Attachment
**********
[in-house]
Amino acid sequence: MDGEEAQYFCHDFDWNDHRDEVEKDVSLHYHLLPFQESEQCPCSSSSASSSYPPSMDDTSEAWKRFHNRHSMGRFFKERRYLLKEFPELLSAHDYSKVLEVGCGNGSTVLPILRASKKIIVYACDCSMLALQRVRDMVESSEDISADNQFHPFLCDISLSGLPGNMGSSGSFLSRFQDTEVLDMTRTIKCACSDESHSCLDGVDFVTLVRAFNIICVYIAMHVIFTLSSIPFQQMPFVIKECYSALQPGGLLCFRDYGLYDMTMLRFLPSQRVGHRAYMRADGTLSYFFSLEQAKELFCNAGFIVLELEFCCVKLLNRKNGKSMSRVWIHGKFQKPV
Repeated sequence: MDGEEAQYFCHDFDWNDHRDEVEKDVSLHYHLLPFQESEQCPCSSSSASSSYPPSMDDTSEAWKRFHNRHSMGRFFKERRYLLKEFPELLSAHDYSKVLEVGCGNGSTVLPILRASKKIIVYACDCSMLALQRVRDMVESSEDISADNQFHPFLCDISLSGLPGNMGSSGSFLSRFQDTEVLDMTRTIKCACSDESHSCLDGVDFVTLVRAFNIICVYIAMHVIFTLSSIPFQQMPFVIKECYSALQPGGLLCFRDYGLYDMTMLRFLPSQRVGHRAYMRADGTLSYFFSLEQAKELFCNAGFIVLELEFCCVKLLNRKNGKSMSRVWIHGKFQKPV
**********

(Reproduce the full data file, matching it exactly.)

[in-house]
Amino acid sequence: MDGEEAQYFCHDFDWNDHRDEVEKDVSLHYHLLPFQESEQCPCSSSSASSSYPPSMDDTSEAWKRFHNRHSMGRFFKERRYLLKEFPELLSAHDYSKVLEVGCGNGSTVLPILRASKKIIVYACDCSMLALQRVRDMVESSEDISADNQFHPFLCDISLSGLPGNMGSSGSFLSRFQDTEVLDMTRTIKCACSDESHSCLDGVDFVTLVRAFNIICVYIAMHVIFTLSSIPFQQMPFVIKECYSALQPGGLLCFRDYGLYDMTMLRFLPSQRVGHRAYMRADGTLSYFFSLEQAKELFCNAGFIVLELEFCCVKLLNRKNGKSMSRVWIHGKFQKPV
Repeated sequence: MDGEEAQYFCHDFDWNDHRDEVEKDVSLHYHLLPFQESEQCPCSSSSASSSYPPSMDDTSEAWKRFHNRHSMGRFFKERRYLLKEFPELLSAHDYSKVLEVGCGNGSTVLPILRASKKIIVYACDCSMLALQRVRDMVESSEDISADNQFHPFLCDISLSGLPGNMGSSGSFLSRFQDTEVLDMTRTIKCACSDESHSCLDGVDFVTLVRAFNIICVYIAMHVIFTLSSIPFQQMPFVIKECYSALQPGGLLCFRDYGLYDMTMLRFLPSQRVGHRAYMRADGTLSYFFSLEQAKELFCNAGFIVLELEFCCVKLLNRKNGKSMSRVWIHGKFQKPV